Google tax: High growth digital sector to offset price rise: Industry experts
In the fiscal Budget 2016-17, presented on February 29, 2016, Finance Minister Arun Jaitley proposed to introduce ‘Equalisation Levy’ as a self-contained code to tax digital e-commerce transactions under Chapter VIII.
The Finance Minister in his Budget speech stated that the Equalisation Levy was aimed at taxing Business to Business (B2B) e-commerce transactions. Therefore, the scope of the levy may be expanded to cover a larger gamut of digital goods and services as the time progresses.
Under the BEPS Action Plan 1, the OECD had amongst the others, considered Equalisation Levy as one of the modes of taxing digital transactions, although, the report did not finally recommend such a levy. India’s action on BEPS agenda relating to digital economy was eagerly awaited as India had played a significant role in incorporating various tax options in the Action Plan.
The Equalisation Levy has been defined as “Tax leviable on consideration received or receivable for any specified service under the provisions of this chapter”.
The levy would be under a separate self-contained code and is not part of the income-tax law.
The Equalisation Levy would be applicable at 6 per cent on gross consideration payable for a ‘Specified Service’. The levy is currently applicable only on B2B transactions, if the aggregate value of consideration in a year exceeds approx $1,500.
Specified service includes online advertisement, any provision for digital advertising space or facilities/ service for the purpose of online advertisement, and any other service which may be notified later.
Commenting on the Equalisation Levy, Ashish Bhasin, Chairman & CEO South Asia, Dentsu Aegis Network and Chairman, Posterscope & MKTG - Asia Pacific, said, “This is almost like a global phenomenon now because there is a general feeling that many large Internet-based companies are not being taxed in any country or are evading taxes by setting up companies in tax havens. So there seems to be a trend globally, not just in India, to try and tax them. To an extent I think it is in continuation with that and of course, the Government is going to try to maximise its strategies with it.”
He foresees two impacts. “One is that perhaps these companies will have to change the way they work because at the moment a lot of them are offshored at places where they claim that taxes are not leviable. Now, the benefit of that may be negated through this levy. The second thing is that it will impact their profitability and eventually drive up the cost of accessing Internet for advertisers and may have a detrimental impact on the overall digital spends and digital advertising. However, the entire digital ecosystem is growing at such a rapid pace that the growth might make up for that,” Bhasin opined.
For Zafar Rais, CEO, MindShift Interactive, the latest move doesn’t come as a surprise at a time when online advertising is exploding in the Indian market. He remarked, “This shift will lead to a large impact on business done, especially with platforms such as Google, Facebook, Yahoo, since they earn huge ad revenues from business entities in India. The 6 per cent, however, eats into the media budgets that marketers allocate to increase outreach for their business, directly impacting their overall budgets. Start-ups or smaller businesses are more inclined towards online advertising platforms as a means towards reaching out to their audiences in a cost-effective manner, and a charge of this sort certainly will reduce their budgets especially since every penny matters to them.”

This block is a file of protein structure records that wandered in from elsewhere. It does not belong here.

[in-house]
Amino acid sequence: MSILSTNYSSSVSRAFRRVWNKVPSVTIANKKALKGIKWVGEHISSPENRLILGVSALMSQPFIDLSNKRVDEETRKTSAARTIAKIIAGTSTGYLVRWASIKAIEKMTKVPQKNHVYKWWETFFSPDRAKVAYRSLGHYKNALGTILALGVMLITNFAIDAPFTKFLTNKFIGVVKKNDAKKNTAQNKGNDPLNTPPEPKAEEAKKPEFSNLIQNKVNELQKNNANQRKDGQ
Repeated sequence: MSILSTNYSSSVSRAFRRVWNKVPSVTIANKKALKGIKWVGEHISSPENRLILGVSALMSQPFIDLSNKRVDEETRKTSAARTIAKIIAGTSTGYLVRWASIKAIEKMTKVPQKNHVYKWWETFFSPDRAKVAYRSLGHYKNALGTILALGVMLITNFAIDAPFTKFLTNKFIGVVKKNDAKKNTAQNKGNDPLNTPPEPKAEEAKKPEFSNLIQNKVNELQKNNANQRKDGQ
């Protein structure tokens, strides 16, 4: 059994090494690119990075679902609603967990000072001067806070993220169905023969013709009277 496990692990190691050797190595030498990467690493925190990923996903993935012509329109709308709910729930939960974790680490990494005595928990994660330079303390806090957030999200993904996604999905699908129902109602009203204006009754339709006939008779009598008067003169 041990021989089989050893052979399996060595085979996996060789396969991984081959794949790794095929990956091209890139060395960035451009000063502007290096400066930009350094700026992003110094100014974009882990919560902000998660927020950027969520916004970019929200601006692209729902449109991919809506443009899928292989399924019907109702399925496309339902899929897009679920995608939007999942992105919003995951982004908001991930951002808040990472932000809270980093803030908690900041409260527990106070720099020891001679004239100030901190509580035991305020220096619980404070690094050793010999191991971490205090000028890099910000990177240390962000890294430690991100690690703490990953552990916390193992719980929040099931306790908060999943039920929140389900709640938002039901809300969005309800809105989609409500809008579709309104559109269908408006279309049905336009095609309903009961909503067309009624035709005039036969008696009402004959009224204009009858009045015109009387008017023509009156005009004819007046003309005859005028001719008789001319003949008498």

Sanjay Tripathy, Senior Executive Vice President - Head Marketing, Product, Analytics, Digital & E-Commerce, HDFC Life, too, felt that this latest move of 6 per cent equalisation levy was not surprising since online advertising is booming in the Indian market. “It is a way of indirectly taxing platforms like Google, Facebook, Twitter, LinkedIn, etc.,” he added.
According to him, “The ‘equalisation’ happens because the Government is supposedly levelling the playing field and making companies such as Google and Facebook pay for the money they make from local advertisers. The payer for these services is required to deduct 6 per cent prior to making the payment. The levy will increase the cost of digital advertising by 6 per cent.”
“But it is unlikely to impact digital advertising spend of the advertisers as they are convinced of the growing benefit of digital. May be a bit of restructuring of the Budget will happen at the planning level. It will eat into overall media budget,” he added.
Tripathy felt that since there was no way to directly tax the foreign players, this was a smart move by the Government to indirectly dip into their share of earnings made by these players from India. “It will come in the way of businesses that act as intermediaries brokering the sale of advertising on Facebook and Google, since they have already been paying a domestic tax and will be liable to pay more,” he added.
Vivek Bhargava, CEO, iProspect India, “Of what I understood, this would be for players who don’t have an established company in India – rather than for companies who have established companies in India. Digital delivers so much value that the price going up by 6 per cent will not affect it much, most likely people will shift even this budget from their conventional media budgets.”
In a report released, consultancy firm EY, stated, “This is the first significant step taken by India in respect of taxing digital economy transactions.”
An IAMAI spokesperson remarked, “We are looking into the impact with our member companies, prima facie looks like an imposition on overseas companies.”